As we saw above, the leaves of your Campion can also change color if it receives too much water or insufficient light.
However, there is a way to tell if it is sunburn; look at the bottom of the yellow leaves, the ones that have a shaded area closer to the root, if this area stays greener, it is probably sunburned, not something else.
Why are my Campion leaves turning brown?
The classic sign that a plant has been overexposed to direct sunlight and sunburned is the development of browning leaves. Rest assured that while this may probably save your plant from dying, it will adversely affect its growth.
Should I leave my Silene in direct sunlight?
No! Don’t leave your Silene (or Campion) in the sun if it displays the symptoms mentioned above; that’s why it’s in such a bad situation.
The remedy, as said in the paragraph above, is simple: just move your plant’s Campion out of direct sunlight. Your plant should swiftly re-grow with this strategy and appropriate watering.
Why are my Silene leaves drooping or wilting ?
This typically occurs when your Silene gets dehydrated. Large plants are more at risk since they naturally require more water than smaller plants.
You may quickly determine if your Silene plant needs water by under-weighing its pot; if it seems light, the soil and roots are probably fairly dry and require water.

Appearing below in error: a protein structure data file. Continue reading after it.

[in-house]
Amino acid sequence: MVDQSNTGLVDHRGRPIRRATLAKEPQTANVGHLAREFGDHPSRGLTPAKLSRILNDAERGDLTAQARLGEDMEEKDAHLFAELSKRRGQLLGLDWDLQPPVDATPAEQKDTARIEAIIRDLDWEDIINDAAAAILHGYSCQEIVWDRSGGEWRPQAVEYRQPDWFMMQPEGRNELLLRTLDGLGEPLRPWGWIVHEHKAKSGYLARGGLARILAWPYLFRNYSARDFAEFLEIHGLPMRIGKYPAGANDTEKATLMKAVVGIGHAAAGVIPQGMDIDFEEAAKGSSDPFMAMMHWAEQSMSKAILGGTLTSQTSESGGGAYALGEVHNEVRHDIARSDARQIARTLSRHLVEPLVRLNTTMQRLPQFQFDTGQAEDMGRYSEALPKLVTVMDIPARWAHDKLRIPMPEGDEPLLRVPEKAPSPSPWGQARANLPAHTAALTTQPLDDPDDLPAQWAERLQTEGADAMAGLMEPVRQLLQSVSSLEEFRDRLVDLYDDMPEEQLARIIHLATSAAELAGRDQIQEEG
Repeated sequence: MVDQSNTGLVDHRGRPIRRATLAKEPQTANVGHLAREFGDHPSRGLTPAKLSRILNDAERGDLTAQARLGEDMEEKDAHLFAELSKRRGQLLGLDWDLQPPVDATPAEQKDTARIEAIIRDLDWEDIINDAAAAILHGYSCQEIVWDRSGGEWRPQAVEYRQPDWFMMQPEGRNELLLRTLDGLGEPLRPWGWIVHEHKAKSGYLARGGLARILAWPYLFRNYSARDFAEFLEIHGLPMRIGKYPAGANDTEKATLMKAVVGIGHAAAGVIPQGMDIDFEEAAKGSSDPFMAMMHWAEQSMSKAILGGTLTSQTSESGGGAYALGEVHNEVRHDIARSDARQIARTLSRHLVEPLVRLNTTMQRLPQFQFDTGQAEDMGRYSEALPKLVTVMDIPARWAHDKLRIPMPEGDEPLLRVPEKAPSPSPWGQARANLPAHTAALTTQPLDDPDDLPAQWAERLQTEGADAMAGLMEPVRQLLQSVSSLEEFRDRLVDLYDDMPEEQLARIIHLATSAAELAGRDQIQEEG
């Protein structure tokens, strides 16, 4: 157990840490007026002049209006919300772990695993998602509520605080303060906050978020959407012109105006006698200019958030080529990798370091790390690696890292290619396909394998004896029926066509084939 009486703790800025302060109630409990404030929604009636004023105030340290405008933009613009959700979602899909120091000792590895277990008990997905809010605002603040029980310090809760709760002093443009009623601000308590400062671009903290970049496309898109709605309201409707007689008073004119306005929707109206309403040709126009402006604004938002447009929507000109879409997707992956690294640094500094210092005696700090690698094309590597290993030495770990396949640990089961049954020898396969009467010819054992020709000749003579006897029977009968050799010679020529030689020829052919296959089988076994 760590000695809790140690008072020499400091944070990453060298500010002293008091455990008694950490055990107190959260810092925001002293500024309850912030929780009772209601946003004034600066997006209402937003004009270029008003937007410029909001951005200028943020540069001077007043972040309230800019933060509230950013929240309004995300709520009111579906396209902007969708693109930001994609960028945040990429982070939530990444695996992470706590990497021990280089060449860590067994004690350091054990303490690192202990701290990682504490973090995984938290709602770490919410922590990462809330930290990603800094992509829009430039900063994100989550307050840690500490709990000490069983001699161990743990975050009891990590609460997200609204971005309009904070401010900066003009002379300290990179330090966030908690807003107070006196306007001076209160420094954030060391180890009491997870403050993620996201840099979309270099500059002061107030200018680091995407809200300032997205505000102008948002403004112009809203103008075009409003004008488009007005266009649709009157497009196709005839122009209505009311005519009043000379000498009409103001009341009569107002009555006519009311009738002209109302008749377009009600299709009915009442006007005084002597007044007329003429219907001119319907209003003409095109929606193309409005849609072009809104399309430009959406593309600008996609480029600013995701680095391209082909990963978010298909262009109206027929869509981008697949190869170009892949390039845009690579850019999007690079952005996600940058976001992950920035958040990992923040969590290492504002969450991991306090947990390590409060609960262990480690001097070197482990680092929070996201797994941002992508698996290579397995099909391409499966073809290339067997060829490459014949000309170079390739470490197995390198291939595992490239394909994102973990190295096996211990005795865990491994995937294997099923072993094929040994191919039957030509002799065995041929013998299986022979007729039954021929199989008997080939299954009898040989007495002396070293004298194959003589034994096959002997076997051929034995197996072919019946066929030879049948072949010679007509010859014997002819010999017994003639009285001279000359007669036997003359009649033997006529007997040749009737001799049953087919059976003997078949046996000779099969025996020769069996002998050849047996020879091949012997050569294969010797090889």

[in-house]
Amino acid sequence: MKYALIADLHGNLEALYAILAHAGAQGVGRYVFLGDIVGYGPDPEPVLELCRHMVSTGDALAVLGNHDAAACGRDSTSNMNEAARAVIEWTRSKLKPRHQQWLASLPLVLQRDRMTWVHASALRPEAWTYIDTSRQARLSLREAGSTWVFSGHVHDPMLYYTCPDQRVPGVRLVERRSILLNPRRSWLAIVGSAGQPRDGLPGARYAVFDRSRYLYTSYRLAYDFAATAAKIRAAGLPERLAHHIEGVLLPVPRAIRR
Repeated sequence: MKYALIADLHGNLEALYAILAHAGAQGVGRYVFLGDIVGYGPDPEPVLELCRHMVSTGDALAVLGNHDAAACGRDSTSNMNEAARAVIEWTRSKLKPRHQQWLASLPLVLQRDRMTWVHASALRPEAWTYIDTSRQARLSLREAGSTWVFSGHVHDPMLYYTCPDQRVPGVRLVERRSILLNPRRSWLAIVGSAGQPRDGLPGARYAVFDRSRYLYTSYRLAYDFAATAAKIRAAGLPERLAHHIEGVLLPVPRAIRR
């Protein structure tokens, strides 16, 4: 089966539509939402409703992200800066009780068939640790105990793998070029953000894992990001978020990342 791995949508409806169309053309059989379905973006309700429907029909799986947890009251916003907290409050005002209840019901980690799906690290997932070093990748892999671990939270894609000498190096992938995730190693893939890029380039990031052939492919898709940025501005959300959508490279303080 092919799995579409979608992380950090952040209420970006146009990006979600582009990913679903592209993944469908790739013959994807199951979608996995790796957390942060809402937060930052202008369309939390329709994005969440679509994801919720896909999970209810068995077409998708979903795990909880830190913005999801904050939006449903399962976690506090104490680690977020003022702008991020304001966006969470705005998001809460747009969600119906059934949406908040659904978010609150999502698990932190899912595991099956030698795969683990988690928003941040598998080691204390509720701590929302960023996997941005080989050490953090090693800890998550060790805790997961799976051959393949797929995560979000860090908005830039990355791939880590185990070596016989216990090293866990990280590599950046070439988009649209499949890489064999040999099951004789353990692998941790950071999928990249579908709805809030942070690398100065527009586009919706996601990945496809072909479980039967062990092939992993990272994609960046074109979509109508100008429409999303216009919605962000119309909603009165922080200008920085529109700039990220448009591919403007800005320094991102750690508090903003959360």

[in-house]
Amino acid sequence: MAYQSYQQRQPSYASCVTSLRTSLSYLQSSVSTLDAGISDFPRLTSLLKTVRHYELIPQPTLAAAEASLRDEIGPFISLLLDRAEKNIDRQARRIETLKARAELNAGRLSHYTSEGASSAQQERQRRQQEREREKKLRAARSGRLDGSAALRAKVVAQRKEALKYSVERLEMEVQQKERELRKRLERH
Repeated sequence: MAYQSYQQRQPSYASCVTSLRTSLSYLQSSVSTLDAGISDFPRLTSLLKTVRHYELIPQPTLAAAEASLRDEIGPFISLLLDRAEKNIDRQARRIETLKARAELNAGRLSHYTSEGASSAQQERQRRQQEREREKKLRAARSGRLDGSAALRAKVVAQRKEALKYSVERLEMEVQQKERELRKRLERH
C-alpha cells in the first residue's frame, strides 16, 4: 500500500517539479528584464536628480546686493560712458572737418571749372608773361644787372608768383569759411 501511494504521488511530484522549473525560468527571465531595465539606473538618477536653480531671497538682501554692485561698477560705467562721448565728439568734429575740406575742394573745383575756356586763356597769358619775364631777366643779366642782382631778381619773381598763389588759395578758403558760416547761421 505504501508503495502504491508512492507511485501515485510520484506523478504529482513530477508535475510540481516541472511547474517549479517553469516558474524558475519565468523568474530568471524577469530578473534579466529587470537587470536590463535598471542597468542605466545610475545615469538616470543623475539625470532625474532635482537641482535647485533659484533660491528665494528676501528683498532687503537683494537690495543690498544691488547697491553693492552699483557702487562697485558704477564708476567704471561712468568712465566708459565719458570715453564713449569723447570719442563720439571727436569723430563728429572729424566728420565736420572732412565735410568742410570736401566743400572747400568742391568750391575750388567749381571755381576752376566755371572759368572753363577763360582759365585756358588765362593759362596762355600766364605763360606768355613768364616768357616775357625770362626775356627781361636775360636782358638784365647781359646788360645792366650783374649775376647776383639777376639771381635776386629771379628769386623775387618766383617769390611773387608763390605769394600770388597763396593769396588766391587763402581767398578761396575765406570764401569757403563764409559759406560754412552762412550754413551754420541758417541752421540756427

If the soil in your plant’s pot is completely dry, you will need to start by moistening it so that the roots will also benefit from the water. A common mistake is to drown the Campion right after a dry period thinking that it needs a lot of water.
This is the case, but giving too much water at once is the best way to finish it off, you should actually water the soil normally, resuming a quiet watering rhythm.
Caring Tips for Silene
Water is necessary for your plant to live, but timing and amount of watering must be balanced. Overwatering could have disastrous effects on your own name, as we already mentioned.
You can tell if your plant needs water by touching the soil; if it still feels damp, it’s usually preferable to wait a few more days.
Always keep temperatures stable
It’s also a good idea to keep your Silene at a constant temperature, especially if it’s kept indoors. In general, at GreenShack, we suggest booking a temperature between 65 and 85 degrees F. Of course, keep your Silene away from radiators, air conditioners, and other sources of hot or cold air.
Keep your Campion Dust-Free
This one relates to indoor plants. Just like your furniture, dust collects on the leaves of your indoor plants. The issue is that this can block the photosynthesis process from starting, which would cause the plants to gradually lose their color.
This would also make the pests happy, a real descent into hell for your Campion.
Take a microfiber cloth and gently massage the plant’s leaves to get rid of the dust. Use a damp cloth to make dust removal easier, but avoid using corrosive materials like rubbing alcohol!
Keep drainage in mind
If you tend to overwater, you need to pay attention to your drainage, and we advise choosing a saucer and a pot with drainage holes if they are not already there.
You can add volcanic rocks (or any other pebbles with holes) to the bottom of your pot in the interim if your pots don’t already have holes in them. This will help to form a channel so that the water doesn’t pool there for too long (preventing the rot of the roots!).